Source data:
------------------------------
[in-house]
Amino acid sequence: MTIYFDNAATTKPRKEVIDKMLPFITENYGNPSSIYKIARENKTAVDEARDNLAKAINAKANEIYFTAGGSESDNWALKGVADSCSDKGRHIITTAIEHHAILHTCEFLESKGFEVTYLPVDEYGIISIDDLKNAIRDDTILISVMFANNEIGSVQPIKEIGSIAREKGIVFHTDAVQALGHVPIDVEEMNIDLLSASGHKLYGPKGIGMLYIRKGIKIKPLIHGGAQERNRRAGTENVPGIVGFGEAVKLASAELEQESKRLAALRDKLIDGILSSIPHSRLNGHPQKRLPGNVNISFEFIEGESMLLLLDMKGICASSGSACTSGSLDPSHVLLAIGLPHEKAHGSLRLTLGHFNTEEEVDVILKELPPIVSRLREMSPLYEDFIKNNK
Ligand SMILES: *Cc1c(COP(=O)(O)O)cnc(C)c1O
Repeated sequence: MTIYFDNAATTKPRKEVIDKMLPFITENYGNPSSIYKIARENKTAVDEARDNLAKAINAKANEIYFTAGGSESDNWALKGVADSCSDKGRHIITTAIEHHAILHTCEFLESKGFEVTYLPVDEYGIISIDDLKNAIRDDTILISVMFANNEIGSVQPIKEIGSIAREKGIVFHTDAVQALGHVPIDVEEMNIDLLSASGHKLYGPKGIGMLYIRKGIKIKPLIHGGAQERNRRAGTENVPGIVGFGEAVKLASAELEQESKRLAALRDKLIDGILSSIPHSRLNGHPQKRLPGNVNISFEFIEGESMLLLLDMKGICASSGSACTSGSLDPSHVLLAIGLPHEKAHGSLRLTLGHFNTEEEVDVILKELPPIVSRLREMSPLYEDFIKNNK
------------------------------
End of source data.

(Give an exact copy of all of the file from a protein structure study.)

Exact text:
[in-house]
Amino acid sequence: MTIYFDNAATTKPRKEVIDKMLPFITENYGNPSSIYKIARENKTAVDEARDNLAKAINAKANEIYFTAGGSESDNWALKGVADSCSDKGRHIITTAIEHHAILHTCEFLESKGFEVTYLPVDEYGIISIDDLKNAIRDDTILISVMFANNEIGSVQPIKEIGSIAREKGIVFHTDAVQALGHVPIDVEEMNIDLLSASGHKLYGPKGIGMLYIRKGIKIKPLIHGGAQERNRRAGTENVPGIVGFGEAVKLASAELEQESKRLAALRDKLIDGILSSIPHSRLNGHPQKRLPGNVNISFEFIEGESMLLLLDMKGICASSGSACTSGSLDPSHVLLAIGLPHEKAHGSLRLTLGHFNTEEEVDVILKELPPIVSRLREMSPLYEDFIKNNK
Ligand SMILES: *Cc1c(COP(=O)(O)O)cnc(C)c1O
Repeated sequence: MTIYFDNAATTKPRKEVIDKMLPFITENYGNPSSIYKIARENKTAVDEARDNLAKAINAKANEIYFTAGGSESDNWALKGVADSCSDKGRHIITTAIEHHAILHTCEFLESKGFEVTYLPVDEYGIISIDDLKNAIRDDTILISVMFANNEIGSVQPIKEIGSIAREKGIVFHTDAVQALGHVPIDVEEMNIDLLSASGHKLYGPKGIGMLYIRKGIKIKPLIHGGAQERNRRAGTENVPGIVGFGEAVKLASAELEQESKRLAALRDKLIDGILSSIPHSRLNGHPQKRLPGNVNISFEFIEGESMLLLLDMKGICASSGSACTSGSLDPSHVLLAIGLPHEKAHGSLRLTLGHFNTEEEVDVILKELPPIVSRLREMSPLYEDFIKNNK